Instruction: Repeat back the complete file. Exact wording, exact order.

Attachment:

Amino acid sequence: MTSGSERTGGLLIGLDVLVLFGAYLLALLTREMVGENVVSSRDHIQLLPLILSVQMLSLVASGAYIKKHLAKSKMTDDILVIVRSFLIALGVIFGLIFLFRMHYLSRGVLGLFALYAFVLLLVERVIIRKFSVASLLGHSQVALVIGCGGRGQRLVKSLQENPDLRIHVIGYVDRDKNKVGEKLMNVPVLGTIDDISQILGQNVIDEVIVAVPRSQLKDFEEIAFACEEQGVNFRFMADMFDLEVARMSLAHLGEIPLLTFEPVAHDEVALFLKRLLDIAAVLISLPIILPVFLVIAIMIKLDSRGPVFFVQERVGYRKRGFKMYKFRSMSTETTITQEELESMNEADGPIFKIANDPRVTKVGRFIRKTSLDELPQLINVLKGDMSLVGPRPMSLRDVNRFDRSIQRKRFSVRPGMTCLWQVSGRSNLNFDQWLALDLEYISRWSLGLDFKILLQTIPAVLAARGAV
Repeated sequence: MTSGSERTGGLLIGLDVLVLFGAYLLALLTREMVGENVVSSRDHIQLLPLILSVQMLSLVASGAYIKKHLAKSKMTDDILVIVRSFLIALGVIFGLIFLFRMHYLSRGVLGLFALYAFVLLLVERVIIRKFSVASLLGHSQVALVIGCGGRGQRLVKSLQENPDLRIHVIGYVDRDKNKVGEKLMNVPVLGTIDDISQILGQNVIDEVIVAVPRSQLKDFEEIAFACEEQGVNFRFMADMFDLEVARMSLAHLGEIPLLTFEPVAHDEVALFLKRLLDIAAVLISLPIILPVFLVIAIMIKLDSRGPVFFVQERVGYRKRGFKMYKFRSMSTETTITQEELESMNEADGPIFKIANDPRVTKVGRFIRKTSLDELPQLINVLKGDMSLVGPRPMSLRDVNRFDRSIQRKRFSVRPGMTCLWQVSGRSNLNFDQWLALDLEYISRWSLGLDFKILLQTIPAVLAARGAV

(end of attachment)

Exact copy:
Amino acid sequence: MTSGSERTGGLLIGLDVLVLFGAYLLALLTREMVGENVVSSRDHIQLLPLILSVQMLSLVASGAYIKKHLAKSKMTDDILVIVRSFLIALGVIFGLIFLFRMHYLSRGVLGLFALYAFVLLLVERVIIRKFSVASLLGHSQVALVIGCGGRGQRLVKSLQENPDLRIHVIGYVDRDKNKVGEKLMNVPVLGTIDDISQILGQNVIDEVIVAVPRSQLKDFEEIAFACEEQGVNFRFMADMFDLEVARMSLAHLGEIPLLTFEPVAHDEVALFLKRLLDIAAVLISLPIILPVFLVIAIMIKLDSRGPVFFVQERVGYRKRGFKMYKFRSMSTETTITQEELESMNEADGPIFKIANDPRVTKVGRFIRKTSLDELPQLINVLKGDMSLVGPRPMSLRDVNRFDRSIQRKRFSVRPGMTCLWQVSGRSNLNFDQWLALDLEYISRWSLGLDFKILLQTIPAVLAARGAV
Repeated sequence: MTSGSERTGGLLIGLDVLVLFGAYLLALLTREMVGENVVSSRDHIQLLPLILSVQMLSLVASGAYIKKHLAKSKMTDDILVIVRSFLIALGVIFGLIFLFRMHYLSRGVLGLFALYAFVLLLVERVIIRKFSVASLLGHSQVALVIGCGGRGQRLVKSLQENPDLRIHVIGYVDRDKNKVGEKLMNVPVLGTIDDISQILGQNVIDEVIVAVPRSQLKDFEEIAFACEEQGVNFRFMADMFDLEVARMSLAHLGEIPLLTFEPVAHDEVALFLKRLLDIAAVLISLPIILPVFLVIAIMIKLDSRGPVFFVQERVGYRKRGFKMYKFRSMSTETTITQEELESMNEADGPIFKIANDPRVTKVGRFIRKTSLDELPQLINVLKGDMSLVGPRPMSLRDVNRFDRSIQRKRFSVRPGMTCLWQVSGRSNLNFDQWLALDLEYISRWSLGLDFKILLQTIPAVLAARGAV